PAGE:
It's getting really hot here. Off to drinks and a quick paddle down on the beach hosted by the Edinburgh Film Festival with a lovely welcome from new Artistic Director Hannah McGill and Tilda Swinton who has joined Sean Connery as one of the festival's patron's and who's hair matches her dress – she looks stunning.

I try to get into Retour en normandie, the new film by Nicolas Philibert, one of my favourite directors – full.

Tartan Films continue to invest in new talent particularly enfants terribles and no better example of this is the new Harmony Korine (he of Gummo and Julien Donkeyboy fame) Mister Lonely. We are magically ushered into the screening on VIP tickets by Tartan after the queue we are in has just been told the screening is full – very exciting. The film is mad, great fun and has a wonderful opening – a Michael Jackson impersonator rides a mini motorbike with a soft toy monkey flying on a string behind him. The film has two storylines, seemingly unrelated – a bunch of lonely celebrity impersonators seek safety in numbers and a sense of belonging in a remote Scottish castle whilst a load of mad volleyball playing nuns test their faith by jumping out of a plane egged on by the eternally drunk Father Umbrill (my favourite performance of the festival played by Werner Herzog) – if they survive the landing, which miraculously most do, then God must be happy with their devotion to him. It felt about 20 minutes too long but is visually hilarious, his most accessible film to date and bursting with enthusiasm which was one of the reasons why the screening was so well received I think – Harmony Korine was visibly touched by the reception. I headed home, oblivious that another type of reception for the film was taking place on a yacht nearby – thankfully Catharine had her ear to the ground and picking up the scent of a swanky bash, enjoyed drinks on the yacht with Harmony Korine, Gael Garcia Bernal and the Tartan gang for as long as she was able to stay awake.

Cannes 2007 - Monday 21 May

Posted Monday 21 May 2007 by Catharine Des Forges in Festival Reports

Catharine's blog

Brangelina are in town, time for the new Michael Winterbottom film A Mighty Heart which stars Angelina Jolie as Mariane Pearl, wife of the Wall Street Journalist Daniel Pearl, who was kidnapped and murdered in Pakistan, the victim of terrorists. I love Winterbottom as a filmmaker — for me, he makes consistently interesting and accomplished cinema and even his less successful films are always a notch above most domestic directors, intelligent, assured and thoughtful. A Mighty Heart is most akin to Welcome to Sarajevo I think — it's professional and well-directed but it doesn't tell me anything new or encourage me to see things differently. The presence of Jolie is always a distraction too — the film is exec produced by Brad Pitt and presumably their involvement will make for some bumper international sales but she looks like a Hollywood actress, very thin, very beautiful and certainly not like the distraught wife of a kidnap victim. It's a sombre film as befits the subject matter but it seems very pedestrian compared to his other films in similar terrain such as In This World and Road to Guantanamo.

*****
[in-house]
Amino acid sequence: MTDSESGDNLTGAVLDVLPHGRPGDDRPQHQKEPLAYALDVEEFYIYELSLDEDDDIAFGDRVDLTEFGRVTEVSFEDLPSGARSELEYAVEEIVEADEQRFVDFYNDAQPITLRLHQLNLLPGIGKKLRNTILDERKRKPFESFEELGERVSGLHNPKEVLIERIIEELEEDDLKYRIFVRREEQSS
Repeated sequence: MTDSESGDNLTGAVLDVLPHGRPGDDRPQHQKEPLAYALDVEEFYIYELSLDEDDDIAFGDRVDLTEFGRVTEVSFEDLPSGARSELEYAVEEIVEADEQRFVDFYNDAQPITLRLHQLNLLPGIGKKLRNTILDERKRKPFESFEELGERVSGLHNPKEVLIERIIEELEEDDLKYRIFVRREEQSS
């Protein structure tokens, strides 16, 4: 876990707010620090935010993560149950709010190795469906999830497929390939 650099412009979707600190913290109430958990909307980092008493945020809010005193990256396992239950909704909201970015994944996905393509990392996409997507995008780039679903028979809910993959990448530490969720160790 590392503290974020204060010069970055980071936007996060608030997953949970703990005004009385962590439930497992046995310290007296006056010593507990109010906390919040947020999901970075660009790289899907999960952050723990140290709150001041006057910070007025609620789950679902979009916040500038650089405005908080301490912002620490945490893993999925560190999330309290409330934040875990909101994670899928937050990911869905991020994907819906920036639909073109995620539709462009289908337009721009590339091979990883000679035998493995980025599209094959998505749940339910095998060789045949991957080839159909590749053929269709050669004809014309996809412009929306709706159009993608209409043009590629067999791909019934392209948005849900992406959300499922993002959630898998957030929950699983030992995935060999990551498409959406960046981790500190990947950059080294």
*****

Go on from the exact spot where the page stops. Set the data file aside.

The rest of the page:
I then go to meet Zoe and Olivia from the Lighthouse, Poole off the bus. Time for a changeover, there is new blood and lots of enthusiasm! I have to rush back to catch Gus Van Sant's Paranoid Park, Van Sant is always a favourite in Cannes and this is his eagerly anticipated new work, focussing on the same teenage world as Elephant but this time featuring a single and unanticipated act of violence. Van Sant apparently recruited his non-professional cast from an ad on MySpace — like a more benevolent Larry Clark he has a knack of finding incredibly beautiful and naturalistic young actors and his young lead already seems like a star. The narrative is more conventional than Elephant and lacks that films scope and ambition. For me, it will not have the same resonance for audiences but it's still a really engaging piece of work — lyrical, experimental and with a fabulous soundtrack.